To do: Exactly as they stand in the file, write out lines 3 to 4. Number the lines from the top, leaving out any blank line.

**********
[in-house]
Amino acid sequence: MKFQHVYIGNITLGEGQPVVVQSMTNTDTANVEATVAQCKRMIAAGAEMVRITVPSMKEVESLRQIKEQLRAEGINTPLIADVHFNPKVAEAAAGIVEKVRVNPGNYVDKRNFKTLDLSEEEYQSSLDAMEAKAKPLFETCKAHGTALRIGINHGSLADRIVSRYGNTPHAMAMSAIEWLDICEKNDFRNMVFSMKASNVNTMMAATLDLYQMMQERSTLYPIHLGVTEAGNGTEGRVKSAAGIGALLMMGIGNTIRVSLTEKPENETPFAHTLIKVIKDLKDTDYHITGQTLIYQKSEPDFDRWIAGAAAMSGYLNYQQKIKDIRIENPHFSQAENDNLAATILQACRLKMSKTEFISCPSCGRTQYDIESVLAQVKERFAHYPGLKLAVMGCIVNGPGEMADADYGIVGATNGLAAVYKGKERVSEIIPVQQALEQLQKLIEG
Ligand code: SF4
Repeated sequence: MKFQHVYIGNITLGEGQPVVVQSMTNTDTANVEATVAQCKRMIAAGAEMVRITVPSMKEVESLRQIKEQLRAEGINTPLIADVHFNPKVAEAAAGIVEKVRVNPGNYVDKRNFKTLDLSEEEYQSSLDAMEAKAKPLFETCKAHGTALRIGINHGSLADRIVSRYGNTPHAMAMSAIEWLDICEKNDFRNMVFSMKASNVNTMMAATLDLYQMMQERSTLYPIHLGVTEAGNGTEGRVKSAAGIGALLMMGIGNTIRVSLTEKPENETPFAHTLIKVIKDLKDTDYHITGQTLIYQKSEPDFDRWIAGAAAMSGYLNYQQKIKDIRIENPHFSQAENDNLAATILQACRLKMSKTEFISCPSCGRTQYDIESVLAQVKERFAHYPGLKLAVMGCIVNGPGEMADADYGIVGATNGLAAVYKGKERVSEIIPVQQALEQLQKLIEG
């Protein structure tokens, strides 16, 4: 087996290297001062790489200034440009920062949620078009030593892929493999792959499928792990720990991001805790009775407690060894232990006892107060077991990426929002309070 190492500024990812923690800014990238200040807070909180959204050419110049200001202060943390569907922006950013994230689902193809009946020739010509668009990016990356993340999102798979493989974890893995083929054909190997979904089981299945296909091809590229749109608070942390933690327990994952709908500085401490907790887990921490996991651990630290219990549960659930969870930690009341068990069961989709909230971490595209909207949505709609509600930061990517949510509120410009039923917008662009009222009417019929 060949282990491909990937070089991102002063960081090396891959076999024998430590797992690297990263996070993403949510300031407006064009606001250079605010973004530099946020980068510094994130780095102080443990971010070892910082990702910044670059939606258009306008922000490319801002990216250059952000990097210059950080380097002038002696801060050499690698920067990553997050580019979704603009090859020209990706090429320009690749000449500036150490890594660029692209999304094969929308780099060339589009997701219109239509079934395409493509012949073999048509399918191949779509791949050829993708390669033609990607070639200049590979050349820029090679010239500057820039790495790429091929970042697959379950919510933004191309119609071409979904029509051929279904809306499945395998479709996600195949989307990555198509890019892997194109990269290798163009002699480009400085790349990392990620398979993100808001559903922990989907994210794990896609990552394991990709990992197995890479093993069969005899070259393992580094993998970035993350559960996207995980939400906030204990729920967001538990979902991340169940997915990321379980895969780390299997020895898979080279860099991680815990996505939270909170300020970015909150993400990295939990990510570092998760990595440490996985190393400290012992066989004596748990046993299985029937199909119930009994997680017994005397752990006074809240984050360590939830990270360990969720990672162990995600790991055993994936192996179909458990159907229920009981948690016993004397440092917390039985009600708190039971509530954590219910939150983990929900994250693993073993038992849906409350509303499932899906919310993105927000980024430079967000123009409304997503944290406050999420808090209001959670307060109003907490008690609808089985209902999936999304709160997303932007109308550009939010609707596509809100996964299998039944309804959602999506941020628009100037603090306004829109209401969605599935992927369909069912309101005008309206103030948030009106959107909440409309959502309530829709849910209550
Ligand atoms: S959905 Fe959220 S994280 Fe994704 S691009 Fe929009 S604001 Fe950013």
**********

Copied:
Ligand code: SF4
Repeated sequence: MKFQHVYIGNITLGEGQPVVVQSMTNTDTANVEATVAQCKRMIAAGAEMVRITVPSMKEVESLRQIKEQLRAEGINTPLIADVHFNPKVAEAAAGIVEKVRVNPGNYVDKRNFKTLDLSEEEYQSSLDAMEAKAKPLFETCKAHGTALRIGINHGSLADRIVSRYGNTPHAMAMSAIEWLDICEKNDFRNMVFSMKASNVNTMMAATLDLYQMMQERSTLYPIHLGVTEAGNGTEGRVKSAAGIGALLMMGIGNTIRVSLTEKPENETPFAHTLIKVIKDLKDTDYHITGQTLIYQKSEPDFDRWIAGAAAMSGYLNYQQKIKDIRIENPHFSQAENDNLAATILQACRLKMSKTEFISCPSCGRTQYDIESVLAQVKERFAHYPGLKLAVMGCIVNGPGEMADADYGIVGATNGLAAVYKGKERVSEIIPVQQALEQLQKLIEG